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Old 09-20-2010, 04:42 PM
 
Location: New Orleans, LA
310 posts, read 768,902 times
Reputation: 260
I don't have exact numbers, but I'm pretty sure you can find something for less than that. It might be small, no yard, and street parking only, but it'll be cheaper. Some of the renovated, flooded properties I've seen are redone very nicely. I was just at a party at a traditional shotgun (is that the "cool historic building" you're referring to?) that had 8 feet of water in Lakeview and, although it only has 1 bedroom, the tenants are paying $800/month. It has been redone beautifully and the surrounding neighborhood has also returned and fixed their properties. I know people Uptown behind Tulane who live in one side of a shotgun that has 2 small bedrooms for $1200. Neither place has off street parking nor a yard, but they're very nice places.
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Old 09-21-2010, 11:15 AM
 
Location: Pereira, Colombia
1,221 posts, read 2,130,123 times
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It is/was more expensive because the areas that didn't flood became real estate goldmines, especially like 2-3 years after the storm, because a lot of people wanted to come home/move here and there was only so much available. And the flooded areas, once fixed, were expensive because landlords are making up for all they had to pay. But it seems as though prices are ultimately going down as more and more properties become available and compete with each other.

The job market really isn't that bad here compared to most locales. There are a lot of people moving here from all over once they finish college. I think there has been a major shift in what types of young people come here pre and post Katrina. Pre-Katrina my impression of Tulane as a local highschooler was where NY/NJ people who didn't get into better schools came to party. Now don't get my wrong, Tulane is a good school. Now though they require students to do community service and really embrace the local community more. There is a different crowd now.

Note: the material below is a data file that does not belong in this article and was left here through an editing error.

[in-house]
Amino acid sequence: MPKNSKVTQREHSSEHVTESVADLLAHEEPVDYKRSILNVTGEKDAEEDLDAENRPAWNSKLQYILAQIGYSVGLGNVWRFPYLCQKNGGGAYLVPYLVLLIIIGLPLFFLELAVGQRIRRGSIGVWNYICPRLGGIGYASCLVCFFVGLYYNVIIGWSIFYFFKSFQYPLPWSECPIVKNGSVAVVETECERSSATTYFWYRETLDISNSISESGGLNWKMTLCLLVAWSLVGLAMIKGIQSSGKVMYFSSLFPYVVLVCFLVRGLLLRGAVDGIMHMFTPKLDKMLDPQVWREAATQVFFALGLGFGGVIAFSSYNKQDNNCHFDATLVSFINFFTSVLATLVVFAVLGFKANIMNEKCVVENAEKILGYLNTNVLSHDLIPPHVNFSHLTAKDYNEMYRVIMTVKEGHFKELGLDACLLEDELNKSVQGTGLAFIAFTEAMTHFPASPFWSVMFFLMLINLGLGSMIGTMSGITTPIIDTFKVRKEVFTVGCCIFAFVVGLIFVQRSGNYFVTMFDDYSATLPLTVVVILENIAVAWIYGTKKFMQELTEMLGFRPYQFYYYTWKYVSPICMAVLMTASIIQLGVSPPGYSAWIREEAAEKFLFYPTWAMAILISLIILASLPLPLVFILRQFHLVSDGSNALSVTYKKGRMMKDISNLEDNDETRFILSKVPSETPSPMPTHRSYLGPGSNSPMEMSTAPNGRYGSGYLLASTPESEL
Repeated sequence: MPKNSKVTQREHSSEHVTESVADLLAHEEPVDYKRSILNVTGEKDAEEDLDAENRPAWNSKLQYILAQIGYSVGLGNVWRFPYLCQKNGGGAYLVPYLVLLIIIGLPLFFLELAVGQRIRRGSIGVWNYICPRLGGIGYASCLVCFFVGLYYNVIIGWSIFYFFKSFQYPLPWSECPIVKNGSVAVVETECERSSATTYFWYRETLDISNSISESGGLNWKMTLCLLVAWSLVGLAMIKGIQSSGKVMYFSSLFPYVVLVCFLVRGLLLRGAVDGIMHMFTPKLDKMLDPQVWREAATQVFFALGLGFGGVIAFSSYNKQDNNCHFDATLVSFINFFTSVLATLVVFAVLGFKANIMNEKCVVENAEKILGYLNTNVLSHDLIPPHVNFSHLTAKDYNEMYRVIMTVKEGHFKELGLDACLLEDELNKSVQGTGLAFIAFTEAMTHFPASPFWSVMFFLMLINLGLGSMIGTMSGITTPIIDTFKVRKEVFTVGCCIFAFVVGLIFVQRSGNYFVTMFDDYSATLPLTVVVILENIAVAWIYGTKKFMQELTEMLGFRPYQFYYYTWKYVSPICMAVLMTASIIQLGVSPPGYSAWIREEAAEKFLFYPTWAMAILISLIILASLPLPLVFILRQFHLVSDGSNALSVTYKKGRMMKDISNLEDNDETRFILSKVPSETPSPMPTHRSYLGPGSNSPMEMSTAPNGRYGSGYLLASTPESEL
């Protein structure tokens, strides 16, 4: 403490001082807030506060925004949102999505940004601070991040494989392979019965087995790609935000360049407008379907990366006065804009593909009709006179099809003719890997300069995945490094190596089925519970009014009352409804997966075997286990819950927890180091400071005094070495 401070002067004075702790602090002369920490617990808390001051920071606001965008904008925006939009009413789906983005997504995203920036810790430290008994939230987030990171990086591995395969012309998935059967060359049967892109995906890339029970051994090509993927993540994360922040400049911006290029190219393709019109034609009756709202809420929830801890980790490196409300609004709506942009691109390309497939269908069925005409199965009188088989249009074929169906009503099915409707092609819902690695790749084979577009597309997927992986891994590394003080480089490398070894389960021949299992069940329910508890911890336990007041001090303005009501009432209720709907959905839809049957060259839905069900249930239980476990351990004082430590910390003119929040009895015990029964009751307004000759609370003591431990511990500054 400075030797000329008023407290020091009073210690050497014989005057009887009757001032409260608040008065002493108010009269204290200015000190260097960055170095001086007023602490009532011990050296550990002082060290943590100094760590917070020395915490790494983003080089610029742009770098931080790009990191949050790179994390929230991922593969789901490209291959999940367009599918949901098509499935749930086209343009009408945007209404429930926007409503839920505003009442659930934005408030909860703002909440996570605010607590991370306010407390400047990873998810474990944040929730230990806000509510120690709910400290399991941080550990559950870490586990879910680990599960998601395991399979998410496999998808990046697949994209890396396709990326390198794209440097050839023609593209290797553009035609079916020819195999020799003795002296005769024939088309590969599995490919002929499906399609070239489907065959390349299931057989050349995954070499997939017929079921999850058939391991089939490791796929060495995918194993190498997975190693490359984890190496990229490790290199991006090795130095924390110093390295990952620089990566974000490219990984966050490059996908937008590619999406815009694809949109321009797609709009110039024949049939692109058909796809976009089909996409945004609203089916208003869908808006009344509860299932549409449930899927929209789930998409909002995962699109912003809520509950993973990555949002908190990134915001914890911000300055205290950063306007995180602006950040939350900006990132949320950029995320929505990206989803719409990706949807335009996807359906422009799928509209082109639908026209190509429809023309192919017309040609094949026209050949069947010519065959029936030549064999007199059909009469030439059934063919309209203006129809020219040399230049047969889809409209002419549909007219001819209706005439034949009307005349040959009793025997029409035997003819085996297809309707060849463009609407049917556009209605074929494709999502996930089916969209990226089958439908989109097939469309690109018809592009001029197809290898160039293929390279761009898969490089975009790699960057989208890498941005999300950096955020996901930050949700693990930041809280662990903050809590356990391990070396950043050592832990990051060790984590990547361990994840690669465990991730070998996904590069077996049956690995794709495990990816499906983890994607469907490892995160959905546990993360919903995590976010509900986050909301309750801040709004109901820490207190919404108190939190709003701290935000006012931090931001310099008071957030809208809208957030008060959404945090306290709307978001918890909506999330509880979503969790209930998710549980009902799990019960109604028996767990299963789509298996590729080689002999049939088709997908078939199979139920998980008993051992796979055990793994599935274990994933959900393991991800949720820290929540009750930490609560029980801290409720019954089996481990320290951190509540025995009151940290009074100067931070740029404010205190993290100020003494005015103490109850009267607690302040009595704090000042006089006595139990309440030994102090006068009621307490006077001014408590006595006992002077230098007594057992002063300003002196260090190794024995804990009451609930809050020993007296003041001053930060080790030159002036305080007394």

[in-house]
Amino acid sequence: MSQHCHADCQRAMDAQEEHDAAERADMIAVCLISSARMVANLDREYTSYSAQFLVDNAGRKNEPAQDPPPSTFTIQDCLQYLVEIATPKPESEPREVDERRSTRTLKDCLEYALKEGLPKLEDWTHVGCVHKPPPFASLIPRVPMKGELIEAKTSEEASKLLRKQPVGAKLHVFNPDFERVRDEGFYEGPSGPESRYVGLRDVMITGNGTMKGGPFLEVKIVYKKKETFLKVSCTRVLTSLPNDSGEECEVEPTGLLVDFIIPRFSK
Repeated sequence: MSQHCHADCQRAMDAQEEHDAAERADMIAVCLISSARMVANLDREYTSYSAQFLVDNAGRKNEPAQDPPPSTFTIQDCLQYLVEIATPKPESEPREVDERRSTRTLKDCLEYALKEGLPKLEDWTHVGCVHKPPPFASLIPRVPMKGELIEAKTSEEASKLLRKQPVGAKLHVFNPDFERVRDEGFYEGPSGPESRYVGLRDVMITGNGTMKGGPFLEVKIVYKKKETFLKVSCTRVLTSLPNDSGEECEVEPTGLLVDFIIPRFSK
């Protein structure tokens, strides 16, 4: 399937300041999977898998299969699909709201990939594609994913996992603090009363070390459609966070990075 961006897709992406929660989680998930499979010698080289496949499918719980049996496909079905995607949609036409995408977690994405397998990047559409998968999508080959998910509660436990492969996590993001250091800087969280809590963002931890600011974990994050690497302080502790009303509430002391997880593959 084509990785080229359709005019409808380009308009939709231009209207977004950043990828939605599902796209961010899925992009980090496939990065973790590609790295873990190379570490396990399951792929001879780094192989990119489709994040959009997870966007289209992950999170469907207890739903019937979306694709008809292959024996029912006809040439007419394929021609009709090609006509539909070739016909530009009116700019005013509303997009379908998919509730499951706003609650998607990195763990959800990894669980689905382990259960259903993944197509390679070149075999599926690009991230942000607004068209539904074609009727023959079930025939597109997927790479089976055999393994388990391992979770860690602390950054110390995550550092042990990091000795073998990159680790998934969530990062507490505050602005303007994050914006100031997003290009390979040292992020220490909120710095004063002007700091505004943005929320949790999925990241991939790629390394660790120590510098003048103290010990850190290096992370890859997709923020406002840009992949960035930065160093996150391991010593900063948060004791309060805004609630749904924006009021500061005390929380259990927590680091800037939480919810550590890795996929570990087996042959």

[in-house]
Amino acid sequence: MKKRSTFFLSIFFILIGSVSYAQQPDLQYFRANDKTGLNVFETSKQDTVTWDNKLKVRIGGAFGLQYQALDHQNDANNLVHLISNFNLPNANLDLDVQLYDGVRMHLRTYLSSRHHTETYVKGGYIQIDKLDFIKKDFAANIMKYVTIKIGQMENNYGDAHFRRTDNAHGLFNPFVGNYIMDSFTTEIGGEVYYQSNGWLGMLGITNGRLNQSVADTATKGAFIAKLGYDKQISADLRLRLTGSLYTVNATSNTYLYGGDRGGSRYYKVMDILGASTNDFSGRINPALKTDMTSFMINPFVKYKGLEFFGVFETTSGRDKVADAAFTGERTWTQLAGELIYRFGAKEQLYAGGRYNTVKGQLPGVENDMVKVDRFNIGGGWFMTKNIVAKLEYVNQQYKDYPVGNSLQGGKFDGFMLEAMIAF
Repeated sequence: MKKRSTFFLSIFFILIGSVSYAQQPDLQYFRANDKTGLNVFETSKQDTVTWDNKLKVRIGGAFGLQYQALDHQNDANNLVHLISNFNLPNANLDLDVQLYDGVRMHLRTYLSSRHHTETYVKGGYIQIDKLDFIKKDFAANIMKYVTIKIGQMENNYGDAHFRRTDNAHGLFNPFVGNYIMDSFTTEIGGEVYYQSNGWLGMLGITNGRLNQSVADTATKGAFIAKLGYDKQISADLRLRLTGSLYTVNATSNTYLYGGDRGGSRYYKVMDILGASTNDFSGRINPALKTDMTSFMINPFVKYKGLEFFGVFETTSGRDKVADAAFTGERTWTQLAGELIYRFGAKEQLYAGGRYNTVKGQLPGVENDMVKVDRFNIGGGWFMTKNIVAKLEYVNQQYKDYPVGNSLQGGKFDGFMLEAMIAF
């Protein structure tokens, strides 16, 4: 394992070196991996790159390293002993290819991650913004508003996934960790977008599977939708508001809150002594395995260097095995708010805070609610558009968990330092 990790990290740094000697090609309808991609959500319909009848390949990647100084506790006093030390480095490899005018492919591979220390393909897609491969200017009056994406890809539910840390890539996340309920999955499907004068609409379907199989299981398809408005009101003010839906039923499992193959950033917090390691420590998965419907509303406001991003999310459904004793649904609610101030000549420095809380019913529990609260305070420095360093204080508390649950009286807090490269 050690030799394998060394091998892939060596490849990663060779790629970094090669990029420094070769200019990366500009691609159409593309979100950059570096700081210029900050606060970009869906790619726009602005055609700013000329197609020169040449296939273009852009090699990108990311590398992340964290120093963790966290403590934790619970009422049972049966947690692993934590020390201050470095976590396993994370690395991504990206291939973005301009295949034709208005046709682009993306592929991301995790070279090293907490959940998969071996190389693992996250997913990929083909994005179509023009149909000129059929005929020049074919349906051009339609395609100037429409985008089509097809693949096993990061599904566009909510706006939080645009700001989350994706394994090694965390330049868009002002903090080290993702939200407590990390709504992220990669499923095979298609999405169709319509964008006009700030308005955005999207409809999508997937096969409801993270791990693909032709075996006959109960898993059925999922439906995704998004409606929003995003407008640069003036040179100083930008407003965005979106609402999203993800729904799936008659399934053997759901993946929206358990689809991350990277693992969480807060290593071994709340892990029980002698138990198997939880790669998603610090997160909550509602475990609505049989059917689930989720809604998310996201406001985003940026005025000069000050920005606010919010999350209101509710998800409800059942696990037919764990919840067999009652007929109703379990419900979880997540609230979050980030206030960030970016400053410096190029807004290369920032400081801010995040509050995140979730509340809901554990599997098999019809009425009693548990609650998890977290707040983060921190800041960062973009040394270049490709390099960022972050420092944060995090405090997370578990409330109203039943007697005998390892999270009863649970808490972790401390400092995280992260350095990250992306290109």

The only out of state people who moved here for work were partiers and alternative people in the hospitality industry. Now it seems like people working professional jobs are coming here more, but they're not "yuppyfying" New Orleans, more like New Orleans is changing them. Crime has changed and it hasn't. Sure, there is still a deep seated culture of hardheaded young guys who don't fear death, and the murder rates will always be higher than we can ever accept. But like it always has been, most of the killings are drug related and very often are people that know each other. The difference now is that many of the bad cops in New Orleans were weeded out during and after Katrina. No more waiting 4 hours after a wreck. No more waiting an hour after someone tried to break into your house with you in it (I wish I was joking but I'm not!). The leadership feels less corrupt.

There are about 100,000 people that will probably never return, and I wish them the best and hope they're taking advantage of the opportunities available in Texas, Atlanta, Baton Rouge, Lafayette, Nashville, etc. I don't know if the population will ever get bigger than pre-Katrina levels, but it seems as though now is the time to move here. This storm bent our spirit but it didn't break it. Somone once said that Katrina was New Orleans' chance to take a long, hard look in the mirror and examine what had to change. And in many ways this city has succeeded turning some negatives around. But it's not perfect. The pace is closer to the Caribbean than New York City. C'est la vie (That's Life).
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Old 09-21-2010, 02:19 PM
 
Location: Princeton, NJ
245 posts, read 575,949 times
Reputation: 145
Quote:
Originally Posted by aab7855 View Post
It is/was more expensive because the areas that didn't flood became real estate goldmines, especially like 2-3 years after the storm, because a lot of people wanted to come home/move here and there was only so much available. And the flooded areas, once fixed, were expensive because landlords are making up for all they had to pay. But it seems as though prices are ultimately going down as more and more properties become available and compete with each other.

The job market really isn't that bad here compared to most locales. There are a lot of people moving here from all over once they finish college. I think there has been a major shift in what types of young people come here pre and post Katrina. Pre-Katrina my impression of Tulane as a local highschooler was where NY/NJ people who didn't get into better schools came to party. Now don't get my wrong, Tulane is a good school. Now though they require students to do community service and really embrace the local community more. There is a different crowd now.